Thursday, March 16, 2006
Reality Check  

The Church is very interested in providing us with what today might be termed a reality check. Indeed, the Gospel is a call to the truth about God and ourselves. The truth is that although God created us and loves us, we have turned from Him. We have rejected the very One we need. That does not stop God from continuing to offer Himself to us. Consequently, we need to repent or turn back to God and away from our path which leads us away from Him.

One of the most powerful ways that the Church has provided us with a reminder of what is real is the liturgical season of Lent. It begins on Ash Wednesday with a reminder to us that our life is very fragile. We have come from dust and to dust we shall return. The reality of death cannot be ignored. However, the end is not like the beginning. The end of Lent is the death of Christ. God who has become man takes our place on the cross as the perfect lamb slain for our sins. Faced with the prospect that our rebellion against God will lead to certain death, God intervenes and offers His Son to take death in our place.

Even in grasping that reality, we recognize that sin has caused death. God did not create man and woman to die, but through sin, man and woman chose other than God. At that time, death became part of the fallen human experience. If man is able to choose to be apart from God who is Life, there must be a reality which is separation from God. Such spiritual death is the final end for those who set their will against God.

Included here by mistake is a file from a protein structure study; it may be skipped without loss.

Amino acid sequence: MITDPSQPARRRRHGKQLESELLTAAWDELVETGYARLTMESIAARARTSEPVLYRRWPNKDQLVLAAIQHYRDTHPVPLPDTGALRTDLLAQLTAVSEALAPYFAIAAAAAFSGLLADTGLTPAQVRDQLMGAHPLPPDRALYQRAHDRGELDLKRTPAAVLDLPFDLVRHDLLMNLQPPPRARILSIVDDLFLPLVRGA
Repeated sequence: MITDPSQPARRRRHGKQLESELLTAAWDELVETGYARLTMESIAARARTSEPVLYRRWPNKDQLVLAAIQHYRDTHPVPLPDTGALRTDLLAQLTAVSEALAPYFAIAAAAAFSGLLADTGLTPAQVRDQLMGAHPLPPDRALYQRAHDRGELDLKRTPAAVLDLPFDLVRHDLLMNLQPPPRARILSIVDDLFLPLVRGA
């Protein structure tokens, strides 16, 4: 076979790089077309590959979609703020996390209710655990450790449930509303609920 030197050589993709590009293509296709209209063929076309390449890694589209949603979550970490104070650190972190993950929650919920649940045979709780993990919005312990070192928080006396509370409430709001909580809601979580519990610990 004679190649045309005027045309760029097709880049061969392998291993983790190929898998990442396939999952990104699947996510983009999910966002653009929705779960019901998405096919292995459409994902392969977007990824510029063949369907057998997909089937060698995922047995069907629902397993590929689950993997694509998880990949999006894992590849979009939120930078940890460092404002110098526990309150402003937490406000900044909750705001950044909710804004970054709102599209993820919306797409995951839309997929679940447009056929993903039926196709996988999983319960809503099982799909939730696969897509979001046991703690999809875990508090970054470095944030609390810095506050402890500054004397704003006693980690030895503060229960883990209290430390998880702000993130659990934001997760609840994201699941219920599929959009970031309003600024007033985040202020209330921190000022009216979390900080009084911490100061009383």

Today's Gospel reading underscores that reality. Jesus tells the parable of the rich man and Lazarus the beggar. The rich man chose his comfortable life rather than God's Life which would have moved him to help Lazarus. Lazarus, on the other hand, suffered greatly during his life and was reward with comfort after he died.

The will of the rich man became set through his preoccupation with things rather than God. His will had become so hardened in its opposition to God that even after death he does not understand what has happened. He wants Lazarus to comfort him in his torment. His will had become so far removed from God that he did not understand the reality that not only could Lazarus not comfort him, but he was foolish to even be asking for comfort from the one he had failed to comfort.

The parable ends with Abraham explaining to the rich man that each person is given by God all that he needs to turn to God. The rich man's brothers have Moses and the Prophets (shorthand for the Old Testament) to warn them to return to God. If they do not believe in God through God's prophets, neither will a man raised from the dead convince them.

This last comment is a powerful reality check. Jesus spoke this parable to the religious leaders of His time who knew Scripture. He was to be raised from the dead. However, He is making the point that those who hear Him could believe in Him based on Moses and the Prophets. If God's prophets do not convince them, neither will His resurrection convince them that God is with them. Jesus seems to be indicating that each of us is given by God all the opportunities needed to return to Him. It is not a matter of waiting for that powerful sign or proof to convince us. We already have enough to persuade us. It is our will that is keeping us from coming back to him. Like the rich man, we are too preoccupied with this world and failing to focus on the next.

Posted by David at 6:13 AM  |  Comments (0)  | 


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